TITLE=CLINTON - KOREA UPDATE (L ONLY)
INTRO: President Clinton - traveling in New York
Friday - met with a top South Korean envoy to discuss
this week's historic summit between North and South
Korea. Correspondent Deborah Tate reports from the
Text: U-S officials say Mr. Clinton emerged from his
meeting with South Korea's National Security Adviser,
General Hwang Won-Tak, saying he is `hopeful' about
prospects for reconciliation on the Korean peninsula.
General Hwang gave the President a detailed briefing
of the unprecedented summit during a 25-minute meeting
at a New York city hotel.
U-S officials say the envoy told Mr. Clinton that
South Korean President Kim Dae Jung was surprised by
the warm welcome he received in Pyongyang from his
North Korean counterpart, Kim Jong-il, and the large
crowds of people who lined the streets of the city.
The envoy said the South Koreans were impressed by the
North Korean leader, whom they described as `very
smart' and `very engaging'.
General Hwang reviewed the details of the summit
communique, in which both sides agreed to take steps
toward reconciliation and eventual reunification.
He told MR. Clinton talks would continue at the
ministerial level to discuss expanding economic
U-S officials say Mr. Clinton found the envoy's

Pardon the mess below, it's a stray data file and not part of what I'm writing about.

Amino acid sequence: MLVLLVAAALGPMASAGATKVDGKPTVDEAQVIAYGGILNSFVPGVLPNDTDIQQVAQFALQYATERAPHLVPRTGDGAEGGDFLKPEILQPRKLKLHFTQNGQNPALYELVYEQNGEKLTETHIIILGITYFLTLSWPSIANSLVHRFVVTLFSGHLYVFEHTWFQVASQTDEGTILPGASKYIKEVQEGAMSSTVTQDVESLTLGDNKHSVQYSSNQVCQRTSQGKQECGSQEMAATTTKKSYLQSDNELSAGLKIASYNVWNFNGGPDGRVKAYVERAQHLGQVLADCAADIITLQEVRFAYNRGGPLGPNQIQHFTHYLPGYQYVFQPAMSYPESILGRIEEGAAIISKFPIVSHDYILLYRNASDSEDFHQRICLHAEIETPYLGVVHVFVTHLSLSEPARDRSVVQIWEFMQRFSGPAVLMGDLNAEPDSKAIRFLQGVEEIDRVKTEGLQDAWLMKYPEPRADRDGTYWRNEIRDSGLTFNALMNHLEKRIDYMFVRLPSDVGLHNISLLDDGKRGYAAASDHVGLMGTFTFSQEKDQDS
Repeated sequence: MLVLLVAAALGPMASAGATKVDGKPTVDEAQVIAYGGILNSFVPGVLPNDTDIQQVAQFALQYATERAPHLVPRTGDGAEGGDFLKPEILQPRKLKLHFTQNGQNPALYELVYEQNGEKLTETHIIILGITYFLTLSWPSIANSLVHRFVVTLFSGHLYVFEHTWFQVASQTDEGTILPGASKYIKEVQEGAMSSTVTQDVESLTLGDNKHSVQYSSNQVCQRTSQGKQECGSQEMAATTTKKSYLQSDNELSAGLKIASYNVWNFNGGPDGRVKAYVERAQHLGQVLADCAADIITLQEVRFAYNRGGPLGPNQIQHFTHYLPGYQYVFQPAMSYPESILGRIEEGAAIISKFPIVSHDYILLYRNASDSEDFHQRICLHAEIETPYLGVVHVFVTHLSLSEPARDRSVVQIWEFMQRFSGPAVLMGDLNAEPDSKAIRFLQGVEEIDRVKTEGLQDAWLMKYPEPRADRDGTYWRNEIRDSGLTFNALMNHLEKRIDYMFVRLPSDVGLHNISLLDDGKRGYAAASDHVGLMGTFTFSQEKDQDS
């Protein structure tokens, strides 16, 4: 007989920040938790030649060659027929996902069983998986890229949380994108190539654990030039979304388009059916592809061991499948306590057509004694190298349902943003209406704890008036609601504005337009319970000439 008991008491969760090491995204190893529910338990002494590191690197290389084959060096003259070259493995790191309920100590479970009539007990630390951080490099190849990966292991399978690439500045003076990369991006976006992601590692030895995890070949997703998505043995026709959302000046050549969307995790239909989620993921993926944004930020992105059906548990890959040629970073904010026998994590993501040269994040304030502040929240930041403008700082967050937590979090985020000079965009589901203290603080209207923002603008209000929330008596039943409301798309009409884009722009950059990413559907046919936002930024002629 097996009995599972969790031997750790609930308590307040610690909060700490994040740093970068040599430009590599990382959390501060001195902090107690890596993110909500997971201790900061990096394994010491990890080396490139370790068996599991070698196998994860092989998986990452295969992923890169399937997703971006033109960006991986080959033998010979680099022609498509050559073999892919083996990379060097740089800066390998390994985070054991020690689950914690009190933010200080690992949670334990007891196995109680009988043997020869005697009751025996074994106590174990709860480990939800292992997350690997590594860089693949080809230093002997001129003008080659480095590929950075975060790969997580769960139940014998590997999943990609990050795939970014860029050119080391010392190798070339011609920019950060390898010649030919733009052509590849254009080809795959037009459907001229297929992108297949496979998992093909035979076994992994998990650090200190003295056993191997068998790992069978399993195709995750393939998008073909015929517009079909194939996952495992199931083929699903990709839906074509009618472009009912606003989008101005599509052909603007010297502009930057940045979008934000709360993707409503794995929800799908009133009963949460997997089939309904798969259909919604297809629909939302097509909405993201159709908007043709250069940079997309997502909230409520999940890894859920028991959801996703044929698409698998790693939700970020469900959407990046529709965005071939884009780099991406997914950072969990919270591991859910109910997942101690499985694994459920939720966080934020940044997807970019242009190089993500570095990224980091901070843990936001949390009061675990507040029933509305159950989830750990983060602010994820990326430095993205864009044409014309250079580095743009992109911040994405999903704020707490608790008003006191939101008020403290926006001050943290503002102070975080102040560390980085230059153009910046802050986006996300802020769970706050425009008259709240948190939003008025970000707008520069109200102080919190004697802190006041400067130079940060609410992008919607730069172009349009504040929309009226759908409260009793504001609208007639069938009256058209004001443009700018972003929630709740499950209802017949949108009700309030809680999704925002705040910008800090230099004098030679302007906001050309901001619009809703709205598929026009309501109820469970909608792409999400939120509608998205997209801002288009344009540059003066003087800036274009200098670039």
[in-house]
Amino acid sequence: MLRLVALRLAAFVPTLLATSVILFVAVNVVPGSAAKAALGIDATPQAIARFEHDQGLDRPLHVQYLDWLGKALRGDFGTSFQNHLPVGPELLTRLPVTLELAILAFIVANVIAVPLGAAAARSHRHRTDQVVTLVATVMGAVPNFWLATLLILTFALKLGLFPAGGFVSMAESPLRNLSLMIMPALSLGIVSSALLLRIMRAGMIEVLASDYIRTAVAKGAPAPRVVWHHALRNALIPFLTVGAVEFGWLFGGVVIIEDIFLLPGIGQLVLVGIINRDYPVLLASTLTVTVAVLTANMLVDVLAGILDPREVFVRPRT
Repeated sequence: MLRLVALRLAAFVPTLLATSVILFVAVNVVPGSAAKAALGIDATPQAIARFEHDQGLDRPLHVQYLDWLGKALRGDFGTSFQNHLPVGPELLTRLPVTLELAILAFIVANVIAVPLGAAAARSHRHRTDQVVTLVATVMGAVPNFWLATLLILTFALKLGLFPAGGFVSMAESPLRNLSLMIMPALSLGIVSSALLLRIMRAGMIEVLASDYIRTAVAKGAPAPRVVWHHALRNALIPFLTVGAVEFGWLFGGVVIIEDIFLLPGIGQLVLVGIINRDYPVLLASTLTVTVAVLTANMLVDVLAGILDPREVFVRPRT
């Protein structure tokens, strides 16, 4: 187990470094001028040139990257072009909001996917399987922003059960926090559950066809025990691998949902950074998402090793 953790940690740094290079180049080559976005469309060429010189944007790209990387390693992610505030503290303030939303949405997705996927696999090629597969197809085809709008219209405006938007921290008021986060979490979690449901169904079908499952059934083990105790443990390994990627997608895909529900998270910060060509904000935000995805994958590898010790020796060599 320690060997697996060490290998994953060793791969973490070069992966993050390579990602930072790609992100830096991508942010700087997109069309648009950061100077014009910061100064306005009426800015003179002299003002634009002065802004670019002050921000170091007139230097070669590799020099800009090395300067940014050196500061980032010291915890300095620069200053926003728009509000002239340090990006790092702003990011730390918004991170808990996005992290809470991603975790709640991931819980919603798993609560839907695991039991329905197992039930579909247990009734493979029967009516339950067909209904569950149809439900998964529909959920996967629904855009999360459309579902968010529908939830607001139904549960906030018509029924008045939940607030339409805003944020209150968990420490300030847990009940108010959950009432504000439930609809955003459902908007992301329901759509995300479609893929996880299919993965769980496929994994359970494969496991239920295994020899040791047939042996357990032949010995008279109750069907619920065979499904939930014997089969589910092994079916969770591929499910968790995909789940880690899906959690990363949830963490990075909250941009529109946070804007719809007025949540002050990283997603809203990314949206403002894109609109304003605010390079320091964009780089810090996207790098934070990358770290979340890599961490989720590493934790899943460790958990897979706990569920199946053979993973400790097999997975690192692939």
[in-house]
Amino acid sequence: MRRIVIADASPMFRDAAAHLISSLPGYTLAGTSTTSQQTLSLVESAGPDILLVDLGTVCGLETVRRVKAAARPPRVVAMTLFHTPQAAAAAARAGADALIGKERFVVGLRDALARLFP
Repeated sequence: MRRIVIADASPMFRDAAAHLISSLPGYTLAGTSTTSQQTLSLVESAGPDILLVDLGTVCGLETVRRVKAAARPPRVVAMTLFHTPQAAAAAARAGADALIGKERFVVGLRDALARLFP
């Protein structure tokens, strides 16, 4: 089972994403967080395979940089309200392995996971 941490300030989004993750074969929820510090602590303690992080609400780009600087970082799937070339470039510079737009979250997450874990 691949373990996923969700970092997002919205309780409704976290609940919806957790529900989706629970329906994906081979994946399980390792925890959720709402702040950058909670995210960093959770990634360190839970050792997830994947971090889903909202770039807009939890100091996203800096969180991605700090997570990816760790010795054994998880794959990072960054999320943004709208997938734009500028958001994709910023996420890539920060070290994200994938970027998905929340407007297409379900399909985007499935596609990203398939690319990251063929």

// opt // The two men also discussed the fact that
the North Korean leader has agreed to visit Seoul,
although no date as been scheduled. // end opt //
A day earlier, South Korean President Kim offered his
assessment of the Pyongyang meeting in a telephone
call to Mr. Clinton. U-S officials say Mr. Kim told
the President he was encouraged by the atmosphere of
General Hwang told Mr. Clinton that Mr. Kim used the
summit to raise his concerns about the North's nuclear
and missile programs - describing them as
// opt // Mr. Kim said it was the common objective of
the United States and South Korea to find a way to
reduce tensions associated with the possibility of the
development of nuclear missile programs. // end opt //
The United States - citing the threat of missile
attack from what it calls rogue nations like North
Korea or Iran - wants to develop a national missile
defense system to counter that threat.
Washington says the threat posed by Pyongyang in the
region requires it to maintain the 37-thousand U-S
troop deployment on the Korean peninsula.
// opt // General Hwang noted the U-S role in bringing
stability to the region, and said it provided a
context for reconciliation and reunification. // end
U-S officials say the envoy and Mr. Clinton did not
discuss U-S sanctions on North Korea. But at the
State Department, a spokesman said the President would
announce an easing of sanctions on Pyongyang on
The administration says the move is not related to
this week's summit, but is the result of a decision by
Mr. Clinton last September, following North Korea's
announced moratorium on testing long-range missiles.
16-Jun-2000 17:54 PM LOC (16-Jun-2000 2154 UTC)
Source: Voice of America
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